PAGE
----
Saturday, 29 March 2014

Proposed Theatre Location

In 2011, following a joint project with the University of Hamburg, Uludağ University Archaeology Department announced that they had identified the possible site of the theatre.

Sunday, 23 March 2014

New page added The "Lelegian" Wall 

Apart from the obvious misnomer, as most academics seem to agree that it isn’t a Lelegian structure,  there seems to be no obvious purpose for wall which runs down the spine of the headland, Kocadağ. However we came across a paper presented at a seminar held at the Free University of Berlin in 2005 where Professor Mustafa Şahin of Uludağ University proposed that the wall may pre date Mausolus’ Myndos by several hundred years. 

Thursday, 20 March 2014


One enchanted evening

      It started out as the type of evening Gümüşlük delivers on a regular basis. Hardly a breeze was blowing from the sea, which was bathed in moonlight. The only sounds that could be heard were the soft lap of the waves landing on the beach just a few steps from Hera restaurant, soft music wafting from the jazz cafe down the beach, and the murmur of people talking while enjoying their meals and drinks. After visiting for nearly 20 years we try very hard not to take these evenings for granted.

      Hera regularly set tables on the beach next to the sea, which makes for a more secluded meal and for some people it’s very romantic.
      We had just finished our meals in Hera when Güven the waiter came past carrying a menu for a couple who had been seated at a table by the sea.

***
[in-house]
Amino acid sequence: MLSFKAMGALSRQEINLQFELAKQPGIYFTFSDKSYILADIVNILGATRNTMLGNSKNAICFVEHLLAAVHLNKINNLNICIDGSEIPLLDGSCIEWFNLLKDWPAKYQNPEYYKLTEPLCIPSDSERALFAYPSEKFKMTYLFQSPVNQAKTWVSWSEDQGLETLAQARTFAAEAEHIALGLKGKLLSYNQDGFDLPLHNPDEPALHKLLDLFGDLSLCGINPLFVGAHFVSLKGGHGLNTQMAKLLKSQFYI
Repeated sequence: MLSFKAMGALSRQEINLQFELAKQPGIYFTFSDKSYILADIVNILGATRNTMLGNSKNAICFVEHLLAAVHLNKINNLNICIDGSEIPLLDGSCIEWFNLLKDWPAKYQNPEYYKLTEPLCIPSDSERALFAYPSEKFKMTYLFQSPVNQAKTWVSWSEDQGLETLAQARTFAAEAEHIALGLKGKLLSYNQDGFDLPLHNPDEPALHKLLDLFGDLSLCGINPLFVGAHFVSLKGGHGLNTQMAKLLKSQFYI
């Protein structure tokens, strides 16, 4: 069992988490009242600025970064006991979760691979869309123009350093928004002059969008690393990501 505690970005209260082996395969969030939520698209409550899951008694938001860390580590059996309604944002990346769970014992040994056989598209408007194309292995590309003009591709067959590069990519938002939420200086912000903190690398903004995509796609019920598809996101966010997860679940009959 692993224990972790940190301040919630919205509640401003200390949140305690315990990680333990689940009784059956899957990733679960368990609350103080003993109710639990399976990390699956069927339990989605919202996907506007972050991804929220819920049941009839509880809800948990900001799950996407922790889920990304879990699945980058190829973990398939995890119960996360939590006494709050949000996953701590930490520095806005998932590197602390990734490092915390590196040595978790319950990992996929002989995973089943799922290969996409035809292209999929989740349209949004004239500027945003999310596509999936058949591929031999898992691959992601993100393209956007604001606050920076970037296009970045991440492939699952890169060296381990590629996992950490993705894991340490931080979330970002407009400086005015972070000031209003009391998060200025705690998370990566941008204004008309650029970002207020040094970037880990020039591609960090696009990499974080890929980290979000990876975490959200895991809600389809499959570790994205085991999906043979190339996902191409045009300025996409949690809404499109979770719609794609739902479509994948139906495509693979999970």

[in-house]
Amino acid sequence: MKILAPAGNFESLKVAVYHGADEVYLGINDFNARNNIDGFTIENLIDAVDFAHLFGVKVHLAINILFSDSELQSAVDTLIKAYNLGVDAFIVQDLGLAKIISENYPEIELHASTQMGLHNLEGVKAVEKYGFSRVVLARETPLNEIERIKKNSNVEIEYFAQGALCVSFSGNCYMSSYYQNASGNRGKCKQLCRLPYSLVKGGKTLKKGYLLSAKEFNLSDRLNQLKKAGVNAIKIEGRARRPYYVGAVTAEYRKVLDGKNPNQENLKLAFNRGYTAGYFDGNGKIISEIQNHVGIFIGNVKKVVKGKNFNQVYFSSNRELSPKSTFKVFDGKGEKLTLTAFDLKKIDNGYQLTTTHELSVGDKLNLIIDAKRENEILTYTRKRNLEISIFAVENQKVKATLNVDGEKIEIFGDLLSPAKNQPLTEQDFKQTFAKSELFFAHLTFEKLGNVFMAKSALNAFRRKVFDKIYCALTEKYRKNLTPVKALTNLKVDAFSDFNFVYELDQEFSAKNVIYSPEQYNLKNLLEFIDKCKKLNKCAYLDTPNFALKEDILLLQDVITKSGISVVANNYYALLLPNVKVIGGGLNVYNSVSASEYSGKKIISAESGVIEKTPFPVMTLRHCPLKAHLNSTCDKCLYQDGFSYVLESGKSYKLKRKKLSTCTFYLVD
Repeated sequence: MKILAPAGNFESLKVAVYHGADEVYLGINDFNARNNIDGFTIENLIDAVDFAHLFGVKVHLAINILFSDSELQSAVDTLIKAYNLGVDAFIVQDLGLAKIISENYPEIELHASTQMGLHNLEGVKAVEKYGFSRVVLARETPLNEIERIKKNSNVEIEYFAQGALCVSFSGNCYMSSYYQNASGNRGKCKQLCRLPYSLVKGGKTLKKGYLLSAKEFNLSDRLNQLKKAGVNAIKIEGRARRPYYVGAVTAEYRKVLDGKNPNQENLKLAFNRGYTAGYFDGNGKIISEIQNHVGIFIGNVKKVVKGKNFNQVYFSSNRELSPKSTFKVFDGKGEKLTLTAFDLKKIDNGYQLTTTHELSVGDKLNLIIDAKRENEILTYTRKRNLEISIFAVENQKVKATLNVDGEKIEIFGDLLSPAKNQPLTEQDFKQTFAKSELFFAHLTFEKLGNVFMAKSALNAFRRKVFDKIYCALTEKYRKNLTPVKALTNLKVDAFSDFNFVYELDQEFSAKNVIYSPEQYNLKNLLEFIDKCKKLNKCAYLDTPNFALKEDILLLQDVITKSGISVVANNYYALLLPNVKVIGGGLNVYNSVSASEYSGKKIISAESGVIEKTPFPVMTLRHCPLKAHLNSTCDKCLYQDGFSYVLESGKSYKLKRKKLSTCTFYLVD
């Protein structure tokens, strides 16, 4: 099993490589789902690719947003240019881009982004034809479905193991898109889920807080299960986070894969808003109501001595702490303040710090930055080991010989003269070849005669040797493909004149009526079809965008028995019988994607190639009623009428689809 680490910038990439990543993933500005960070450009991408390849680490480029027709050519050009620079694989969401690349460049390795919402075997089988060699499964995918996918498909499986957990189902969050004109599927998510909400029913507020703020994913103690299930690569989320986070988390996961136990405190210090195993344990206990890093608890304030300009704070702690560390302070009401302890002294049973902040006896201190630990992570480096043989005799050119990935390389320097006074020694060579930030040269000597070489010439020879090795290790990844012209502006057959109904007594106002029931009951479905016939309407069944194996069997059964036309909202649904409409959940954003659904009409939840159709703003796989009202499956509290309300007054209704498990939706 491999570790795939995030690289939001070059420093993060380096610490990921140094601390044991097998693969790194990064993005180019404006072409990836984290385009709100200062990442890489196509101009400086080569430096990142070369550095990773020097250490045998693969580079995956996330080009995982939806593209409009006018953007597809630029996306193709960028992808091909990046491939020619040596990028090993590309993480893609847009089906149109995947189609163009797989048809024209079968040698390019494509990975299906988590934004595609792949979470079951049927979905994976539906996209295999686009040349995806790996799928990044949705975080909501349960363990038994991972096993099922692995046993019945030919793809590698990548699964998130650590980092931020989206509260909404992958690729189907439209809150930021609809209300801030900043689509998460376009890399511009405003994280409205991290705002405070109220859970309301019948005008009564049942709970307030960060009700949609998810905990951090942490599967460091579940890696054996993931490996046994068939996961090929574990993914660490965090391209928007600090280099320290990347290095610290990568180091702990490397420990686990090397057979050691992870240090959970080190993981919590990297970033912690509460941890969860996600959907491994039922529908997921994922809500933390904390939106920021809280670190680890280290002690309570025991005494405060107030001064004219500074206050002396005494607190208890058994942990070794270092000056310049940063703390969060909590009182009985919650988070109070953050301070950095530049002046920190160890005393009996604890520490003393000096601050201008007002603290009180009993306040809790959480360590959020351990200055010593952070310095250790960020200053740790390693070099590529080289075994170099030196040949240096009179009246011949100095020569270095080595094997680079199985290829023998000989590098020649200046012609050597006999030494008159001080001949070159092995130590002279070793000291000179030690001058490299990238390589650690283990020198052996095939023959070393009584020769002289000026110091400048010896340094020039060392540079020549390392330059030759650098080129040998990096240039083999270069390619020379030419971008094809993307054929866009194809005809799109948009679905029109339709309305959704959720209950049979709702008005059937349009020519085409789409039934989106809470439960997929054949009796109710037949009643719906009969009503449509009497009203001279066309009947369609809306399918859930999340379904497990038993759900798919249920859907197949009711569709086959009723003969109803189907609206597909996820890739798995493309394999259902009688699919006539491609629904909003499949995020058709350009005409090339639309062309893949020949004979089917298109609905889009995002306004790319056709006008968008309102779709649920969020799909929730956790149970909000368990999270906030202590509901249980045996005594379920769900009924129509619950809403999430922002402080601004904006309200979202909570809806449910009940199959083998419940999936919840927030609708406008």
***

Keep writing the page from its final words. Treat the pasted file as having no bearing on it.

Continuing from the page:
‘I am bringing romantic news with a meal tonight’ said Güven
       ‘What’s the news?’ we asked.
      ‘It is a secret, please do not tell’ Güven said. ‘After their meal he will ask her to marry him, I shall take him their drinks with a box that contains a ring’
       Discretely, my wife and I, along with Dave who had joined us sat waiting for the romantic news.
       The couples meal was coming to its romantic conclusion, dishes had been taken away and Güven passed us carrying a tray of drinks and a small box. The box was opened and, as the question was being asked, Güven pointed overhead, we all looked up into the night sky.
        A fireball of immense size had suddenly appeared, streaming behind it a fan like tail. It made its way across the sky toward the horizon before disappearing as if into the sea. Those who saw it that night had never seen anything so huge and so clear. Some of us wondered if it was a disaster involving an aeroplane.

        During that night, and the next day we enquired if anyone else other than those at Hera had seen it, no one had. We looked into all the local and national media, nothing. To this day we have never been able to find out what it was we had seen that night. All we know is that some couple had the most marvellous romantic evening, and I would guess, that no woman since has had such a cosmic display of light appearing in the night sky as she was being proposed to.

Gulsum Ken

Tuesday, 18 March 2014